Open Adobe: More than a Flash in the Pan?

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I've written before about my slightly cynical take on Adobe's moves to open up. Of course, on one level, it all helps, so I suppose I should welcome Adobe's latest announcement: the Open Screen Project.

The Open Screen Project is working to enable a consistent runtime environment – taking advantage of Adobe Flash Player and, in the future, Adobe AIR -- that will remove barriers for developers and designers as they publish content and applications across desktops and consumer devices, including phones, mobile internet devices (MIDs), and set top boxes. The Open Screen Project will address potential technology fragmentation by allowing the runtime technology to be updated seamlessly over the air on mobile devices. The consistent runtime environment will provide optimal performance across a variety of operating systems and devices, and ultimately provide the best experience to consumers.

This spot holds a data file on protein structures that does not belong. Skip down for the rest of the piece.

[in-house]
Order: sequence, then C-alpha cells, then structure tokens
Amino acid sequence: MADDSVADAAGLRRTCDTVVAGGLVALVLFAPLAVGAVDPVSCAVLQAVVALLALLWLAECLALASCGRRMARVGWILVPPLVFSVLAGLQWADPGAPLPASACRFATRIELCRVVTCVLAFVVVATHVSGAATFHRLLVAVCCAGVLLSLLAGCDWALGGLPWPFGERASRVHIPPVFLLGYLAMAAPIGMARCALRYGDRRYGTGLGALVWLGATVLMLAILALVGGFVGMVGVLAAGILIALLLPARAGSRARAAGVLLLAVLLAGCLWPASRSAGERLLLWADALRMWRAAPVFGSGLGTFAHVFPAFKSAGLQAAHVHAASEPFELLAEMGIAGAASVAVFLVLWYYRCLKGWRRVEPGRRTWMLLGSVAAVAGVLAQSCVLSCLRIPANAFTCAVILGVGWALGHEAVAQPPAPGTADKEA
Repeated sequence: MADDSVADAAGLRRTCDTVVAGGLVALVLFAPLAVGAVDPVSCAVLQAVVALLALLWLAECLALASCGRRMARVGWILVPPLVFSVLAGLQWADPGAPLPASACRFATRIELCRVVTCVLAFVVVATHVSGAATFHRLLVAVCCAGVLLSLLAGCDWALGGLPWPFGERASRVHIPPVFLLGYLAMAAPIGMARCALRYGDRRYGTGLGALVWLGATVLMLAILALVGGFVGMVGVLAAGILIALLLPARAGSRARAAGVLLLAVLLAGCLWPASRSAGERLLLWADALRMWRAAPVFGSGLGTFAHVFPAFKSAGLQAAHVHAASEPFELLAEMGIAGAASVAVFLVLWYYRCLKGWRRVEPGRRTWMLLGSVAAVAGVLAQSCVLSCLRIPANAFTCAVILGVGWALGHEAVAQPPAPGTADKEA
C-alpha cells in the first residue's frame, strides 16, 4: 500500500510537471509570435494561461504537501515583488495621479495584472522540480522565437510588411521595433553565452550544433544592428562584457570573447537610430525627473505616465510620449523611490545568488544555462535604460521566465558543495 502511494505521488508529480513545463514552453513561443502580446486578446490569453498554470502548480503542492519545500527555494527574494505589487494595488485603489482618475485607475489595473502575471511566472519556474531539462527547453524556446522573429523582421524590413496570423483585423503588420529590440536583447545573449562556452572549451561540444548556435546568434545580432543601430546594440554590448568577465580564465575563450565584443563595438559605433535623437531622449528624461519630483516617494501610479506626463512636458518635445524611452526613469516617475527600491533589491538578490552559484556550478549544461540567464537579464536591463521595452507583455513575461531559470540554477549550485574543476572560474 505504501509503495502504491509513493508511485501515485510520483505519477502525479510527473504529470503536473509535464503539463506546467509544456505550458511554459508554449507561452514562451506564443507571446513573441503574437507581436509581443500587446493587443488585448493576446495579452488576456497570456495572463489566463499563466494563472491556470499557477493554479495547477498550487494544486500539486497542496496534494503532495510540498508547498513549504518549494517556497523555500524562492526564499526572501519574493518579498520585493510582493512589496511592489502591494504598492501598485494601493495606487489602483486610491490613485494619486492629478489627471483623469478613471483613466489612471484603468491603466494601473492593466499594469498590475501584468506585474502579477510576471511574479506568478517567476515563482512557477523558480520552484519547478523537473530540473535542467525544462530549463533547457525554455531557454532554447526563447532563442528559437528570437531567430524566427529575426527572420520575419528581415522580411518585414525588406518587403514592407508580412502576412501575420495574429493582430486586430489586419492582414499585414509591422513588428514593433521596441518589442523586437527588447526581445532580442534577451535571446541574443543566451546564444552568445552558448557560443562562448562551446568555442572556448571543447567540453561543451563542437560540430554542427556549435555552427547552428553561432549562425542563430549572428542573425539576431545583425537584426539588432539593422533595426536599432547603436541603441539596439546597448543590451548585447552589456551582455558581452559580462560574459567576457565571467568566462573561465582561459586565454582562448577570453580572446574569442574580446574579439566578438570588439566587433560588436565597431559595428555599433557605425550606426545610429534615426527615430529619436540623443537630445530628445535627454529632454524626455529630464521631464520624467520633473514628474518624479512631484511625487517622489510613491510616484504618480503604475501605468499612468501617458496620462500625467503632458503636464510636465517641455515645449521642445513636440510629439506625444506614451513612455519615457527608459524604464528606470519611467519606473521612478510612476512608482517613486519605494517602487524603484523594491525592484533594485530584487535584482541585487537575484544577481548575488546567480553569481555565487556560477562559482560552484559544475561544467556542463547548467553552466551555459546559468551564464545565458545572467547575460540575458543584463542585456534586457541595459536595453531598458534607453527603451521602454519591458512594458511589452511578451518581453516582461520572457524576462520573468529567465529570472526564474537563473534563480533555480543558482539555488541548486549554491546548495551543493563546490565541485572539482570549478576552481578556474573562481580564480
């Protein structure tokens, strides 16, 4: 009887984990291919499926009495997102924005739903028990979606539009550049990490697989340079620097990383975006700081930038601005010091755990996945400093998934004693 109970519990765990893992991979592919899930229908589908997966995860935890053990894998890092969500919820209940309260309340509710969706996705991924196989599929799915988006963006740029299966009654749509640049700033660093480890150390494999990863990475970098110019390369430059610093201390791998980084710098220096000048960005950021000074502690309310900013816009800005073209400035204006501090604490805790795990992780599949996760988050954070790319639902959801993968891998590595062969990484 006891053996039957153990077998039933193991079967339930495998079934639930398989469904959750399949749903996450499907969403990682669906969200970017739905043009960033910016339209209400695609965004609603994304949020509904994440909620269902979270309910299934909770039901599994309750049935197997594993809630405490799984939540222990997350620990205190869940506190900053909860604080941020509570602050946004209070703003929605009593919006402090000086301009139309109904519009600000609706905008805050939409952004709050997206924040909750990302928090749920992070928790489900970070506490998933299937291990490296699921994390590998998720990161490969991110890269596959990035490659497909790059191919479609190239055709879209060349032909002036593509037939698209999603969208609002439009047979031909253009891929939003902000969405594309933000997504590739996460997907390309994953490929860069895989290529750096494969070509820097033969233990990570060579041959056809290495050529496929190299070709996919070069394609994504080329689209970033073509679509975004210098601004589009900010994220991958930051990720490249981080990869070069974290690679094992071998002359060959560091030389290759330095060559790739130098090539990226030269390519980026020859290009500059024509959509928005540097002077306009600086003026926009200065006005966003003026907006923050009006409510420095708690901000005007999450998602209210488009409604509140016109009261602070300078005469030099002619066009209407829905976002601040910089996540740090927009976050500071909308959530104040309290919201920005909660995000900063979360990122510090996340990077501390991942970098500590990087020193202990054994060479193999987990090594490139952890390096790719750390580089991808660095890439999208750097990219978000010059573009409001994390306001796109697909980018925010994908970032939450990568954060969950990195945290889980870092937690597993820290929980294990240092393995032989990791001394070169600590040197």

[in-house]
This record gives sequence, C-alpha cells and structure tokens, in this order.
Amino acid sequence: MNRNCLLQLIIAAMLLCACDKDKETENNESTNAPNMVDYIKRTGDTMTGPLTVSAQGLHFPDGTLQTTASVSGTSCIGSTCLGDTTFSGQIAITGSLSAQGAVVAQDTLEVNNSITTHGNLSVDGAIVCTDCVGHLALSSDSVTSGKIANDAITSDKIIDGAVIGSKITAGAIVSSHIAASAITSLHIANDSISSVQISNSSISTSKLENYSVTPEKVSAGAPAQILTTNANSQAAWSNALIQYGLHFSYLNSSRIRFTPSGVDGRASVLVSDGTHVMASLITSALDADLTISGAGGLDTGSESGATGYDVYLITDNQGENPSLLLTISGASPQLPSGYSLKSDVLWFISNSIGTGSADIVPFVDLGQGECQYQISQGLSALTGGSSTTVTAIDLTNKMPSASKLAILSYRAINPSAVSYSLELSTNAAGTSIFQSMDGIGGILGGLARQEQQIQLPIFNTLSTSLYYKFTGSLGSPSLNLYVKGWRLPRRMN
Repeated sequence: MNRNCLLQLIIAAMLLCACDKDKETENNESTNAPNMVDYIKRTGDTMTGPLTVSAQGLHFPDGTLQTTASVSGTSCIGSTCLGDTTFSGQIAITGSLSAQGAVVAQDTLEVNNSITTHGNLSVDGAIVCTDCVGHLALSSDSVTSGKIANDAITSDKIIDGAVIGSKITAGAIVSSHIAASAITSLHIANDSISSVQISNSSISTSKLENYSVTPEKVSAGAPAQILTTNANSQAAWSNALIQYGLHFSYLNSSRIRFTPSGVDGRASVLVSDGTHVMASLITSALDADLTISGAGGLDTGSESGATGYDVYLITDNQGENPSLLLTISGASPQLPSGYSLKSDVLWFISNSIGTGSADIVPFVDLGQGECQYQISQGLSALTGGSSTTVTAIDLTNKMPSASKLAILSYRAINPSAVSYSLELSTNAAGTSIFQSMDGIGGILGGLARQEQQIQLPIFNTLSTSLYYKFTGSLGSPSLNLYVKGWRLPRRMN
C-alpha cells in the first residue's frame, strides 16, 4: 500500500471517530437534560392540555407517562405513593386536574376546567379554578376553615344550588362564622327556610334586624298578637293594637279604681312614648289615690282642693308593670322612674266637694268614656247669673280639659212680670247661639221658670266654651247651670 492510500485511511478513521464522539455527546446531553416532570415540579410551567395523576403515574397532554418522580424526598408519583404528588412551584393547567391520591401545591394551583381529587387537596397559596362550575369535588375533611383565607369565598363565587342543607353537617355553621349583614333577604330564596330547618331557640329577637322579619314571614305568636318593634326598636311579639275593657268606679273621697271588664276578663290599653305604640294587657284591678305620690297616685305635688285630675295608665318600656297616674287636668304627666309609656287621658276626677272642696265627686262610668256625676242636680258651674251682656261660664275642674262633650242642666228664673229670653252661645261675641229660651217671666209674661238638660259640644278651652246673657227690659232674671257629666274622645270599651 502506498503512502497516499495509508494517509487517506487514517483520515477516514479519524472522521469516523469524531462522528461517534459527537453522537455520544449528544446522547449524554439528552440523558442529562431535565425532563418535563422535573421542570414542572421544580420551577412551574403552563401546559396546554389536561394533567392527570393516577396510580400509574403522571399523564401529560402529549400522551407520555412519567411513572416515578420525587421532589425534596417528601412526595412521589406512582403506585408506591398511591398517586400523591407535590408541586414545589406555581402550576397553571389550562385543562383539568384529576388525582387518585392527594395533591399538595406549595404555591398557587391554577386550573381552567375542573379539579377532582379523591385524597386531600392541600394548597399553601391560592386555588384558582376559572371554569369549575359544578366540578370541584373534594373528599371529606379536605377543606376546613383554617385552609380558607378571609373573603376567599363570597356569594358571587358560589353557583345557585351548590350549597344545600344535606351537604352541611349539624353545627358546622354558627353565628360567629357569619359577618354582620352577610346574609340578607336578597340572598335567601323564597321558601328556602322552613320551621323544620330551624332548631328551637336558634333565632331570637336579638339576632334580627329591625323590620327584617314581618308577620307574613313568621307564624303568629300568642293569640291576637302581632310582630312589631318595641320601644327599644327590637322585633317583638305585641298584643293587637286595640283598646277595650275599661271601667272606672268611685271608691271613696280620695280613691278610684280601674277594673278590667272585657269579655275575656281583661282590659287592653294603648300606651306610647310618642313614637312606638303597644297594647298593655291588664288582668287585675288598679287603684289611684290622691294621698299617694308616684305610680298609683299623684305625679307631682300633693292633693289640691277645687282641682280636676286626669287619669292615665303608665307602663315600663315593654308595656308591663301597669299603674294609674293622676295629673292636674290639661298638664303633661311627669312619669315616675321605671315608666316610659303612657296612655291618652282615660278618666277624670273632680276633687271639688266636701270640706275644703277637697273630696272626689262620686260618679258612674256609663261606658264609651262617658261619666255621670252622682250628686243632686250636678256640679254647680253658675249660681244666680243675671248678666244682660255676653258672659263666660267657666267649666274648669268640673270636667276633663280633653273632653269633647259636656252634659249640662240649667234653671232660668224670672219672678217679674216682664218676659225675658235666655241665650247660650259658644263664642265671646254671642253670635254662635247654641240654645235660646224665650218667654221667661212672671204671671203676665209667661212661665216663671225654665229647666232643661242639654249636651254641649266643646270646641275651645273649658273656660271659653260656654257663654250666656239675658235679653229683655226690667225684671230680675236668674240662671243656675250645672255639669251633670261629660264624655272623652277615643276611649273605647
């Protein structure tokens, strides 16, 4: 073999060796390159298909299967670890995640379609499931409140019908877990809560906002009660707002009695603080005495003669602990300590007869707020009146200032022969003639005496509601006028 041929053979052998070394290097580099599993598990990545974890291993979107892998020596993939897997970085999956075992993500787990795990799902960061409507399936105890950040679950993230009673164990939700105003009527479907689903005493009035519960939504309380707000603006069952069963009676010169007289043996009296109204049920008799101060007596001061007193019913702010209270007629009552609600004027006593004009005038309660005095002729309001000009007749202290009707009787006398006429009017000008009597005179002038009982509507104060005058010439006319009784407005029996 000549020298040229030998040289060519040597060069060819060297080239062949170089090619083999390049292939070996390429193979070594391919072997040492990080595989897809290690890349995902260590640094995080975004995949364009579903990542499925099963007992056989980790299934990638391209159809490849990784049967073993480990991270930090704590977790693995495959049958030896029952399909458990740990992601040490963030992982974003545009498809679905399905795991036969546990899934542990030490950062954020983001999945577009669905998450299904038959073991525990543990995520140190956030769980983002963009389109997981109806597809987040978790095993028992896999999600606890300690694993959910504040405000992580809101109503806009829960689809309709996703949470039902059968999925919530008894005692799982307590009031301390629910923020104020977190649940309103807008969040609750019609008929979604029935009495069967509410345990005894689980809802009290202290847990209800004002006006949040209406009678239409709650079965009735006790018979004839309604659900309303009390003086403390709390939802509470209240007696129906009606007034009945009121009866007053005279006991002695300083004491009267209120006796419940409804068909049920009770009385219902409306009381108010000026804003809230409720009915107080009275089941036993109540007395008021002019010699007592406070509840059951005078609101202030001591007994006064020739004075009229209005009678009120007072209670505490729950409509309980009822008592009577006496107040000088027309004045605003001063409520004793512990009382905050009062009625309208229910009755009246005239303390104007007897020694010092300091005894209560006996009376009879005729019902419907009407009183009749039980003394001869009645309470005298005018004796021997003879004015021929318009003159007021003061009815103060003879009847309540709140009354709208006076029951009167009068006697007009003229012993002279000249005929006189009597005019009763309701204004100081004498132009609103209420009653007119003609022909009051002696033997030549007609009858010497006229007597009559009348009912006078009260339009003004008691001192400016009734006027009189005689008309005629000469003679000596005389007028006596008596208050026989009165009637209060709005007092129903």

Specifically, this work will include:

Removing restrictions on use of the SWF and FLV/F4V specifications

Publishing the device porting layer APIs for Adobe Flash Player

Publishing the Adobe Flash Cast protocol and the AMF protocol for robust data services

Removing licensing fees – making next major releases of Adobe Flash Player and Adobe AIR for devices free

Presumably there are still patent encumbrances on a lot of this stuff, so it's more free as in free beer, rather than free as in freedom. And I can't help feeling that Adobe was prodded into making this move by Microsoft's increasing activity in this area with its new Silverlight technology. Equally, it's good that Adobe has opened up a little more in this way, since at least the open source community now has a marginally better option than accepting the problematic Moonlight implementation of Silverlight.


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